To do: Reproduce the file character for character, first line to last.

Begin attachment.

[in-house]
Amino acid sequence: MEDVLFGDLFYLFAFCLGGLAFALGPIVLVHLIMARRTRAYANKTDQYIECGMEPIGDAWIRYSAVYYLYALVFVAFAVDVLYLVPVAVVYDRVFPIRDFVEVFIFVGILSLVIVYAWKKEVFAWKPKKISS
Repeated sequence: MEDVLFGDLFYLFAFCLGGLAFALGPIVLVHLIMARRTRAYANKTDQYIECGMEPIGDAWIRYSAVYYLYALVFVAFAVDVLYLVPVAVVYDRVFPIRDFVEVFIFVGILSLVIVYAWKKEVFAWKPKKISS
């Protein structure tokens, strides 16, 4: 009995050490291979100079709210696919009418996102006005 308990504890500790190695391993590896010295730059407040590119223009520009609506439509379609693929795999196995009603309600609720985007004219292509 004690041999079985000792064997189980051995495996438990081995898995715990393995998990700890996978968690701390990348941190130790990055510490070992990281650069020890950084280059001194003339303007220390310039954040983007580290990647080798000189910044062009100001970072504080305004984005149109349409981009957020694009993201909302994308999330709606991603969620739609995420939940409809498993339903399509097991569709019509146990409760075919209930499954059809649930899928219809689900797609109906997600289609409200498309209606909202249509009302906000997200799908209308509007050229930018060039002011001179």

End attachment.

[in-house]
Amino acid sequence: MEDVLFGDLFYLFAFCLGGLAFALGPIVLVHLIMARRTRAYANKTDQYIECGMEPIGDAWIRYSAVYYLYALVFVAFAVDVLYLVPVAVVYDRVFPIRDFVEVFIFVGILSLVIVYAWKKEVFAWKPKKISS
Repeated sequence: MEDVLFGDLFYLFAFCLGGLAFALGPIVLVHLIMARRTRAYANKTDQYIECGMEPIGDAWIRYSAVYYLYALVFVAFAVDVLYLVPVAVVYDRVFPIRDFVEVFIFVGILSLVIVYAWKKEVFAWKPKKISS
């Protein structure tokens, strides 16, 4: 009995050490291979100079709210696919009418996102006005 308990504890500790190695391993590896010295730059407040590119223009520009609506439509379609693929795999196995009603309600609720985007004219292509 004690041999079985000792064997189980051995495996438990081995898995715990393995998990700890996978968690701390990348941190130790990055510490070992990281650069020890950084280059001194003339303007220390310039954040983007580290990647080798000189910044062009100001970072504080305004984005149109349409981009957020694009993201909302994308999330709606991603969620739609995420939940409809498993339903399509097991569709019509146990409760075919209930499954059809649930899928219809689900797609109906997600289609409200498309209606909202249509009302906000997200799908209308509007050229930018060039002011001179």